Continue reading ‘Why Miley Cyrus’ ‘Bangerz’ Tour Might Be The Most Important Tour Of The New Year’

Flaming Lips Reveal New Album, Upcoming Super Bowl Spot

There’s never a dull moment for The Flaming Lips. Whether they’re filming NSFW videos with Amanda Palmer, beating Jay-Z’s record for most live concerts played in 24 hours, releasing music inside of gummy skulls, or rolling around in giant plastic balls at their live shows, Wayne Coyne and company are always on the lookout for their next thrill. So of course, the announcement of the April 2 release of their album The Terror wasn’t complete without an additional surprise out of left field; this Super Bowl Sunday, they will be performing a new song, “Sun Blows Up Today,” in a Hyundai commercial during the big game. The 60-second spot, an advertisement for the Hyundai Santa Fe, will feature the band hanging out on a suburban rooftop playing the new tune, which will be available for 100,000 free downloads from the Hyundai website and as a bonus track on the digital album.

According to Coyne, the “great, very strange, beautiful, emotional record” was written between sessions for the band’s previous 2012 release The Flaming Lips and Heady Fwends. You can find the official track list for The Terror, as well as a still from the upcoming commercial, below the jump.

Continue reading ‘Flaming Lips Reveal New Album, Upcoming Super Bowl Spot’

Is There A Limit To What Can Be Crowdfunded?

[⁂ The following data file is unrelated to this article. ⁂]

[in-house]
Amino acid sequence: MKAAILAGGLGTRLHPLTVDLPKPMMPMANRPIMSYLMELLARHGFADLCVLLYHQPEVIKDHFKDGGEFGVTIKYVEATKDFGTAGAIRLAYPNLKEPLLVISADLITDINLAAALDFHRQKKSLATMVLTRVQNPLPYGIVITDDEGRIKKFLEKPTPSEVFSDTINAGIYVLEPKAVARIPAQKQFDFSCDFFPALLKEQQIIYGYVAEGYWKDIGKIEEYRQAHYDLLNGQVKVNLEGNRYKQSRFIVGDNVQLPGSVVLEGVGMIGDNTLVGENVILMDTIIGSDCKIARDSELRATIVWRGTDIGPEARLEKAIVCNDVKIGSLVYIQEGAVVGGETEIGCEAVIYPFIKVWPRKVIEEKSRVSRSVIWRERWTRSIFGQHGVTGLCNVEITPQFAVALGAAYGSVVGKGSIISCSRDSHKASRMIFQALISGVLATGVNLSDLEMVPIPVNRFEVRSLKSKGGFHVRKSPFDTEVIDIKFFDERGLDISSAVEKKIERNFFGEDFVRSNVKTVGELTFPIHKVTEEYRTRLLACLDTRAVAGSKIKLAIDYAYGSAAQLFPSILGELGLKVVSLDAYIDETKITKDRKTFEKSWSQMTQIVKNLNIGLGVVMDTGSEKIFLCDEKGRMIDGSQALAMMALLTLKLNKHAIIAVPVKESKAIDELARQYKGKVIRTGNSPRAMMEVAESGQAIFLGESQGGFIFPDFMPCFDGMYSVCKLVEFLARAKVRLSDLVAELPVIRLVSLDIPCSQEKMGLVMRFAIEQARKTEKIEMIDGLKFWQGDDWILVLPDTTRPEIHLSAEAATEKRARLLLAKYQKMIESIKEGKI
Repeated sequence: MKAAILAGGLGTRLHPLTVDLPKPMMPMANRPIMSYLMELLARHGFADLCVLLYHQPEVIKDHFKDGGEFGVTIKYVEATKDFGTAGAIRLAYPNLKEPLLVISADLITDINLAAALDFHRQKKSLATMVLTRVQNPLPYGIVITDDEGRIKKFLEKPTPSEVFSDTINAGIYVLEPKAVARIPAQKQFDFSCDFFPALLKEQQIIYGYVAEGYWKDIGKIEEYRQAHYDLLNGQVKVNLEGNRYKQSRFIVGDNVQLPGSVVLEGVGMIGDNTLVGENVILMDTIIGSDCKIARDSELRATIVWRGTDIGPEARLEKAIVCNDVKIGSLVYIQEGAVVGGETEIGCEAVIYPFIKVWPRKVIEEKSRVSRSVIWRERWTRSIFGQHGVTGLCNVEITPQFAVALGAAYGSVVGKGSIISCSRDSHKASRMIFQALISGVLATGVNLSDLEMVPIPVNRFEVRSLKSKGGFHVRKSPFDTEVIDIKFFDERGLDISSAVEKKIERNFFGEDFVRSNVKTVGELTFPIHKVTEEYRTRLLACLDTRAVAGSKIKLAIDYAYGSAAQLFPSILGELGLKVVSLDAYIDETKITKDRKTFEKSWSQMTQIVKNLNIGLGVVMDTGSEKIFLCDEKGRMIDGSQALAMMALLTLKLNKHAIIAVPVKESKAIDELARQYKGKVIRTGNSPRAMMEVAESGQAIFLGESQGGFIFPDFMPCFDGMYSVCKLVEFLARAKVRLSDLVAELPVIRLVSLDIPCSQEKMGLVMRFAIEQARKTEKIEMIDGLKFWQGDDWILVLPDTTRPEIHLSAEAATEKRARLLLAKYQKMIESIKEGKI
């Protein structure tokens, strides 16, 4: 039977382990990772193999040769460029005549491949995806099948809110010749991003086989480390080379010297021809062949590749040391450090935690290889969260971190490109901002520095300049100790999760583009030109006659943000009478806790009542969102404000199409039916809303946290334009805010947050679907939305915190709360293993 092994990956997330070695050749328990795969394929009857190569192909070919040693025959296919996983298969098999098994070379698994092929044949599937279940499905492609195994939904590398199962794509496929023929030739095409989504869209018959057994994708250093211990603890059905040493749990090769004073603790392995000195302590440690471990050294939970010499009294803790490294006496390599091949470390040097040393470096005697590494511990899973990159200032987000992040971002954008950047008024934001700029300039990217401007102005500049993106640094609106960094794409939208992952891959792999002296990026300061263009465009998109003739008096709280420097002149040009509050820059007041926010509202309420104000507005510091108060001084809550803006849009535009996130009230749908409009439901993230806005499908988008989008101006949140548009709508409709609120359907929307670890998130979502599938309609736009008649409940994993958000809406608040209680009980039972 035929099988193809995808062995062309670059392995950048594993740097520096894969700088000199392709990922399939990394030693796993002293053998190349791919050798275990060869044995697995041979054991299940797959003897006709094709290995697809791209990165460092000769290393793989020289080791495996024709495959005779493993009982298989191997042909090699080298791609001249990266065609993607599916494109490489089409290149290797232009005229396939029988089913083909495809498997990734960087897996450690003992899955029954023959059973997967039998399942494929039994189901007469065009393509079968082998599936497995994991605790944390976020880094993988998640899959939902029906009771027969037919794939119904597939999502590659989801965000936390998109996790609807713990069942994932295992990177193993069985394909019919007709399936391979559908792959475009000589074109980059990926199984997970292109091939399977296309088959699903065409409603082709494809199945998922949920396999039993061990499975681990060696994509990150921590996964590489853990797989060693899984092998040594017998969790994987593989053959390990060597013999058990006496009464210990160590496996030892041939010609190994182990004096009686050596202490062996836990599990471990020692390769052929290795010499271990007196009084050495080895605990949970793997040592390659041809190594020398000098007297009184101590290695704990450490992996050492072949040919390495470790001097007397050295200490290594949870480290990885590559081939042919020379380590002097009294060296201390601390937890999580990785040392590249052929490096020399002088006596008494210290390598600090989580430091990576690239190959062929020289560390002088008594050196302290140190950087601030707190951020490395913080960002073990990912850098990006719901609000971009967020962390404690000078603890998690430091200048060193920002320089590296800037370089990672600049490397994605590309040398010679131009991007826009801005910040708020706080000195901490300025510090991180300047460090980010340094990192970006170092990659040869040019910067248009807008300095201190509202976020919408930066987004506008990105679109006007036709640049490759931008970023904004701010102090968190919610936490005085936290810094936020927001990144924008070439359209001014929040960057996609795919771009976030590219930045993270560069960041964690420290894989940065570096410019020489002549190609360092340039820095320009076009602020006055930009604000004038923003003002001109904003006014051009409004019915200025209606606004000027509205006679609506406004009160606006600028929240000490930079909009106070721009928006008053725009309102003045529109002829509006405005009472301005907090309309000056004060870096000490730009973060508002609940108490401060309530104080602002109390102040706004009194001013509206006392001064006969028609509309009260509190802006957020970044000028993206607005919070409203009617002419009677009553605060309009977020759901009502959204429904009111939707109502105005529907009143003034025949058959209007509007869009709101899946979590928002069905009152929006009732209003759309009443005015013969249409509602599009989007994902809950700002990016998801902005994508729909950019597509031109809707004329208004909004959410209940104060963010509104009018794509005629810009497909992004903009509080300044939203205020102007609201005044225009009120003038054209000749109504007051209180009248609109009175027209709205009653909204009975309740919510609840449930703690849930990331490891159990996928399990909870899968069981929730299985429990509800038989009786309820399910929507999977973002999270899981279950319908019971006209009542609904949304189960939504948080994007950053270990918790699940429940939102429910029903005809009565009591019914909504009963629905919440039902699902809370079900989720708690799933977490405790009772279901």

Welcome to the new music economy, where distribution channels are paved with fiberoptic cable and shipments are packed into .zip files. The greatest aspect of the music industry in its current form is that there’s a lot of money to be grabbed. It’s just that the methods of securing said cash may require a bit of attention and diligence outside of the realm of music creation.

Nobody is selling records. But there are still tours to plot, t-shirts to sell, and music to put out. In the vacuum created by a lack of revenue from music sales, crowdfunding has taken hold as an appealing, if not the only, viable alternative. And as crowdfunding becomes bigger and moves more into the mainstream, the innovation in the use of the medium is growing as well.

What I’m saying is, what you can crowdfund is limited only by the scope of one’s imagination.

Continue reading ‘Is There A Limit To What Can Be Crowdfunded?’

Exclusive Q and A: Ben Folds Talks Crowd Funding, Amanda Palmer and A New Kind of Fan Community

OurStage Exclusive InterviewsWith record labels in a precarious spot, many up-and-coming bands have been turning to crowd funding as a way to raise money for touring, recording, merch production and more. Major artists have taken note, with acts like Secondhand Serenade and The Voice‘s Nakia using the “rewards for pledges” model through sites like Kickstarter, ArtistShare and more.

Shortly after their long-awaited reunion, Ben Folds Five decided to test out this innovative new platform to help fund their first record in thirteen years. In exchange for donations, the band is not only offering prizes like signed vinyls and t-shirts, but they’re also helping to promote the music, art, videos of their fans. They’ve even offered to call each fan who downloads their new song “Do It Anyway” or makes a pledge a Vice President of Promotions for their de facto record label, encouraging them to add “#ImaDamVP” on the end of their promotional tweets. We caught up with Ben to discuss the progress of the campaign, Kickstarter goddess Amanda Palmer and why we should help fight for continued arts funding.